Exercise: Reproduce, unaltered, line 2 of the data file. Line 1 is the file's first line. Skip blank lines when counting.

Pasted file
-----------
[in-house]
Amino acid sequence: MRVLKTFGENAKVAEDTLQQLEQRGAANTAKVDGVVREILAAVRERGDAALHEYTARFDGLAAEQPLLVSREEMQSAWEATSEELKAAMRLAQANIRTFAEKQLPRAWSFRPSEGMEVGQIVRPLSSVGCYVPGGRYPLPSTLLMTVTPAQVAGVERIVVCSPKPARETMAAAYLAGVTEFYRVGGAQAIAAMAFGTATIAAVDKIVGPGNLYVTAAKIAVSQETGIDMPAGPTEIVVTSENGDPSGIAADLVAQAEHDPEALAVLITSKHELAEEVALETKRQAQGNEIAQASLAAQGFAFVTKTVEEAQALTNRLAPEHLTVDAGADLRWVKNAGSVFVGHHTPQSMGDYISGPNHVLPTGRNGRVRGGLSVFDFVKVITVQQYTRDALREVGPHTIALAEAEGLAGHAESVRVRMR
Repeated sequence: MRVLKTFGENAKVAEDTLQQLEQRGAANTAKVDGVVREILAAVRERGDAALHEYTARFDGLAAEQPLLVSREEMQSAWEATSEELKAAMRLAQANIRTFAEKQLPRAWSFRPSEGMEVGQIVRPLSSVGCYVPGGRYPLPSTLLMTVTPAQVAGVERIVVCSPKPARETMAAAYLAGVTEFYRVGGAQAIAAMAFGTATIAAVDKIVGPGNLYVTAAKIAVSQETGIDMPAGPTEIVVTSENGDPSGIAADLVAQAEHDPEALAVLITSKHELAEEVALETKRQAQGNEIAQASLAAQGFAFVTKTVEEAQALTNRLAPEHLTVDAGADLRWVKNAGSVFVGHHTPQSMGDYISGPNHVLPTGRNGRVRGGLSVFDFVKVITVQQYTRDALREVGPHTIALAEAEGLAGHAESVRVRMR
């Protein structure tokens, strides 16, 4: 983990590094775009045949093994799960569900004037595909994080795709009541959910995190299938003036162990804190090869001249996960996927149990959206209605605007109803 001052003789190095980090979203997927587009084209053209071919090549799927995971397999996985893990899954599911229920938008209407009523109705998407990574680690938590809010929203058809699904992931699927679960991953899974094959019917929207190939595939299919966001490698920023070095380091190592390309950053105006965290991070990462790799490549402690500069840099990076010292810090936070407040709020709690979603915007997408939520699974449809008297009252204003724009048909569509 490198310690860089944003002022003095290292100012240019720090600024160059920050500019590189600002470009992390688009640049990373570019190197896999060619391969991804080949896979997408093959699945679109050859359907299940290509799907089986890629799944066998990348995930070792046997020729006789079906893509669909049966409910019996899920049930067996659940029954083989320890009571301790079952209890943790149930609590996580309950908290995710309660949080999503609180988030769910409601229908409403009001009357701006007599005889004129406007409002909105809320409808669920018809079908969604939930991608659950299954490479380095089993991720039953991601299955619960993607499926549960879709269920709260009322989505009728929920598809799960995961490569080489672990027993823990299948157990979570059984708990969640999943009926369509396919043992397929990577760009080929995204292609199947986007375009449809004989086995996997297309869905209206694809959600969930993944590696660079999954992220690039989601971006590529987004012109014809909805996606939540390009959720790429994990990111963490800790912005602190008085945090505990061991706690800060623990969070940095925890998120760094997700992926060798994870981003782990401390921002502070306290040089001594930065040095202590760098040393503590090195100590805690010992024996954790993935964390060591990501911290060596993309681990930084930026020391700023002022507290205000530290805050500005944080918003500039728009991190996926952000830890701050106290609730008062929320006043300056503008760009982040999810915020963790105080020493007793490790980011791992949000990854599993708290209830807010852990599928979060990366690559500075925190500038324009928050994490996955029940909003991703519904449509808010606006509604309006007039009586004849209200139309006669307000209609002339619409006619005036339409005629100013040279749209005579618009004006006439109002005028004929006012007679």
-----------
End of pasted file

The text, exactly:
Amino acid sequence: MRVLKTFGENAKVAEDTLQQLEQRGAANTAKVDGVVREILAAVRERGDAALHEYTARFDGLAAEQPLLVSREEMQSAWEATSEELKAAMRLAQANIRTFAEKQLPRAWSFRPSEGMEVGQIVRPLSSVGCYVPGGRYPLPSTLLMTVTPAQVAGVERIVVCSPKPARETMAAAYLAGVTEFYRVGGAQAIAAMAFGTATIAAVDKIVGPGNLYVTAAKIAVSQETGIDMPAGPTEIVVTSENGDPSGIAADLVAQAEHDPEALAVLITSKHELAEEVALETKRQAQGNEIAQASLAAQGFAFVTKTVEEAQALTNRLAPEHLTVDAGADLRWVKNAGSVFVGHHTPQSMGDYISGPNHVLPTGRNGRVRGGLSVFDFVKVITVQQYTRDALREVGPHTIALAEAEGLAGHAESVRVRMR